Out of step
I have long wondered whether steps are supposed to bring you good fung shui, whether they are a disguised way for the government to force me to exercise, or whether town planners just do not think about how inconvenient they can be for the disabled and the owners of pushchairs alike. But Singapore is just full of them.
How such a modern city can be so unfriendly to the disabled puzzles me. Be it in the street, where access to shopping centres and offices often requires mounting some small steps, or with public transport, where buses are completely off limits for the disabled, it is often very difficult to get around. Even when the authorities put in escalators to access overhead walkways, they still manage to build in a few steps as well.
To be fair, things have been improving. In the last couple of years, several MRT stations have been fitted with lifts that allow easy access to and from the street, as well as on to the platforms. Some ticket gates have also been widened, making it easy to get through with shopping bags, a suitcase or children. I was pleasantly surprised to see that the renovated Wisma Atria shopping centre on Orchard Road had put in an outside escalator to facilitate access, although many would consider it ridiculously small. Yet at another shopping centre, further down the road, there is still an access ramp that ends with a step.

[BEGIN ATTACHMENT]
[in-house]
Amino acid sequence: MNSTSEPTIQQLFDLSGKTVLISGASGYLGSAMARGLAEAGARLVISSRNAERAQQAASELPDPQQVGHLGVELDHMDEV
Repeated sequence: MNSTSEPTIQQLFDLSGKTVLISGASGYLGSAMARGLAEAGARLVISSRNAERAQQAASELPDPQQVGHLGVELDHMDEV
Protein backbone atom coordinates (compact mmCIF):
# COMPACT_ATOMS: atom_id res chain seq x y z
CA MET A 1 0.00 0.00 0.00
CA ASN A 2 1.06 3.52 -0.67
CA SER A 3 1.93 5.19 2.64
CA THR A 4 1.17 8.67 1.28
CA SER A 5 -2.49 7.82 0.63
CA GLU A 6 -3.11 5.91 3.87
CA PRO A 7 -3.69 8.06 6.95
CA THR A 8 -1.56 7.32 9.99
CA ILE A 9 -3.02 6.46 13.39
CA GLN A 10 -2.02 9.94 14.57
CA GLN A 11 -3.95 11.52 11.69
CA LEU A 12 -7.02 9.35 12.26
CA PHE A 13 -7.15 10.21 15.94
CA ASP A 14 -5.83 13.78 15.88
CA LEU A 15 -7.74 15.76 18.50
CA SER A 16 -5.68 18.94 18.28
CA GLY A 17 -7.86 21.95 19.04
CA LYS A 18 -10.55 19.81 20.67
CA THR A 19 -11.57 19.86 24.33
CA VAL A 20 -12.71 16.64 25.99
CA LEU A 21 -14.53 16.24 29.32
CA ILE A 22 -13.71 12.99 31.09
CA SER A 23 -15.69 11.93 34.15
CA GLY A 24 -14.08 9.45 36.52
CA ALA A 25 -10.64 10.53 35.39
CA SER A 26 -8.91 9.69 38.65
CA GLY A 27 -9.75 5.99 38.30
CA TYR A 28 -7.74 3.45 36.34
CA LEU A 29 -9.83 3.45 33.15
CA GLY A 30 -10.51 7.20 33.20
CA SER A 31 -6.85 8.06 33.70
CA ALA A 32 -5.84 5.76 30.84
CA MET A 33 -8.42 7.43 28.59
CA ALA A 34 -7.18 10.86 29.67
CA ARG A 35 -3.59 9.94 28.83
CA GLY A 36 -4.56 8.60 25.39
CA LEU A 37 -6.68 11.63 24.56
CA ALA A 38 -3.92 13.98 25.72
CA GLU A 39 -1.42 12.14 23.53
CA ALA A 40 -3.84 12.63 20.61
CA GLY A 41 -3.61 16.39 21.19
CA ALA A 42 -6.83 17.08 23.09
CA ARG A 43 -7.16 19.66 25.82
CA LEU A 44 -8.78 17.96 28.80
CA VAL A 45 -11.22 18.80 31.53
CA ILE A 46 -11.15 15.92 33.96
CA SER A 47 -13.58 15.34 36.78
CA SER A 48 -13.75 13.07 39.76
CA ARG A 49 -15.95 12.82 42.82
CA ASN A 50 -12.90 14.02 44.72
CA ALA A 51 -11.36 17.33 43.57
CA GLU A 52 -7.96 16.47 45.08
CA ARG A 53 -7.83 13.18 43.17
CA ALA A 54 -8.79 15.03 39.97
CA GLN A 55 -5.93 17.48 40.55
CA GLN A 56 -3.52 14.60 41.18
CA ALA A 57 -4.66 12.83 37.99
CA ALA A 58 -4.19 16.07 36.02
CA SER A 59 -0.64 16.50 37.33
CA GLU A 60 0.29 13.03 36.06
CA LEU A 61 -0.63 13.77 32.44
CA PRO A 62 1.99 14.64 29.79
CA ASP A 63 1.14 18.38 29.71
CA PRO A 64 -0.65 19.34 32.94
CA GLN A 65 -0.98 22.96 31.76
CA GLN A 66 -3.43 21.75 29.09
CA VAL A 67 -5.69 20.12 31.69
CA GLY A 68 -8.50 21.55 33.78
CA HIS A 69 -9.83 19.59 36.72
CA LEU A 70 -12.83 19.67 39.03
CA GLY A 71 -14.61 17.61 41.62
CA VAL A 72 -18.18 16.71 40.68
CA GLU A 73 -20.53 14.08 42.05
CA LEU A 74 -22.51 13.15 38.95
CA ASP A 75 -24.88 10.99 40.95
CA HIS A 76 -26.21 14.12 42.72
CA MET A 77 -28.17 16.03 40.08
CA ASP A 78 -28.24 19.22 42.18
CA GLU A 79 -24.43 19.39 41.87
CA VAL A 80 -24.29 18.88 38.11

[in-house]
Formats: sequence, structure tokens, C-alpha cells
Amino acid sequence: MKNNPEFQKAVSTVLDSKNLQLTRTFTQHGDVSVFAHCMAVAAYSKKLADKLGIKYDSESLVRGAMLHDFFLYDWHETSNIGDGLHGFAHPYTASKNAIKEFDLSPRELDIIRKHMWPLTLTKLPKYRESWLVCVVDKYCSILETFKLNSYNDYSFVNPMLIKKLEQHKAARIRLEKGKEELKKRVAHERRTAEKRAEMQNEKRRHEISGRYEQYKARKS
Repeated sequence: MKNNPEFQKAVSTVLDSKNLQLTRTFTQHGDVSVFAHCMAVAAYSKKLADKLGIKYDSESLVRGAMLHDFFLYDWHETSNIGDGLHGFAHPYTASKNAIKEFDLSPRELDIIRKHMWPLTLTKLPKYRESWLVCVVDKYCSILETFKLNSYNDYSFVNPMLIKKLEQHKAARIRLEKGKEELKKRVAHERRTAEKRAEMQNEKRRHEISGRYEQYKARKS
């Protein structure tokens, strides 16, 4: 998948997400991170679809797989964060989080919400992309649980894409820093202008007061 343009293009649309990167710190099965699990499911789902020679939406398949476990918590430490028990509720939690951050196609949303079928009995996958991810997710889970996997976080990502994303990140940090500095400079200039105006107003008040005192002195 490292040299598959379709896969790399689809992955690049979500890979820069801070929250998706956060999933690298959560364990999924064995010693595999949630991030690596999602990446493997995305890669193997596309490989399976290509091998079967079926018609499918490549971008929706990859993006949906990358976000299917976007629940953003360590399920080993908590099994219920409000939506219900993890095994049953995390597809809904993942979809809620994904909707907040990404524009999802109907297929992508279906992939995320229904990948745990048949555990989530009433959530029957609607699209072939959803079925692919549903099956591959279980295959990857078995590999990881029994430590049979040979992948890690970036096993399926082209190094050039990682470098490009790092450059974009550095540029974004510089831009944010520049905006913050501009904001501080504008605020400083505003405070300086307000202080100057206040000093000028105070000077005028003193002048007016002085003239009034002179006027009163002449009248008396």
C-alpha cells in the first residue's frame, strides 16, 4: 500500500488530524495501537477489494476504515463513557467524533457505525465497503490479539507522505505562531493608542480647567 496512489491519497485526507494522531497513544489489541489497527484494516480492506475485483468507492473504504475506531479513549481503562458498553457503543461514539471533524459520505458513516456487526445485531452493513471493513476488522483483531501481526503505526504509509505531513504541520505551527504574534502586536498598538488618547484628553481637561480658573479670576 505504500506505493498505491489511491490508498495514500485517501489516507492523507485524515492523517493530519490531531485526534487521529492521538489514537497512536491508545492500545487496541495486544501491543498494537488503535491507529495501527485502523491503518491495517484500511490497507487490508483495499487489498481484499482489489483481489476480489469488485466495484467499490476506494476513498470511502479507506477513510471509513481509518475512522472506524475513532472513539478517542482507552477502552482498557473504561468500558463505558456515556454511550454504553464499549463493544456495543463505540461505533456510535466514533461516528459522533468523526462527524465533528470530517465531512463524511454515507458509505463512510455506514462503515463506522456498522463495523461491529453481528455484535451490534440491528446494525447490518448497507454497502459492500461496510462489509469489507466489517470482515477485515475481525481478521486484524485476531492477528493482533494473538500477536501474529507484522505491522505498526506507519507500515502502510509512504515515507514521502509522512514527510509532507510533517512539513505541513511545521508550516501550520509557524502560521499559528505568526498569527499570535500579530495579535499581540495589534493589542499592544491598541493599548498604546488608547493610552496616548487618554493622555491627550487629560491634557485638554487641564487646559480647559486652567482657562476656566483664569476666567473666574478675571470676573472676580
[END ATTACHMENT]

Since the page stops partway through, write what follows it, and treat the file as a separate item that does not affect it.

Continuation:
Ever since Lee Hsien Loong took over as prime minister last year, he has been advocating an 'all-inclusive' society where no one would be left behind, and in typical Singaporean style, once a policy has been decided, things move quickly.
In parliament, MPs have been debating bus ramps for the disabled once again. 'We should take a leaf from Korea, where pavements are disabled-friendly for both the blind and wheelchair bound,' one said.
Last year, these bus ramps were rejected because of costs and boarding delays. Yet, in about 25 years, one in five people in Singapore will be aged 65 and older. Add to this the fact that the government is advocating couples should have more babies, and it is clear that easy access to public transport is a must.
One feedback group has suggested that the authorities should waive two days of Electronic Road Pricing charges to the bus companies which would represent the money needed to instal each ramp.
Meanwhile, the Society for the Physically Disabled has been pointing out in the local press that the dominant bus operator tripled its net profit in the first nine months of last year. Therefore, the society argues, it must already have some spare cash to make the life of many Singaporeans easier.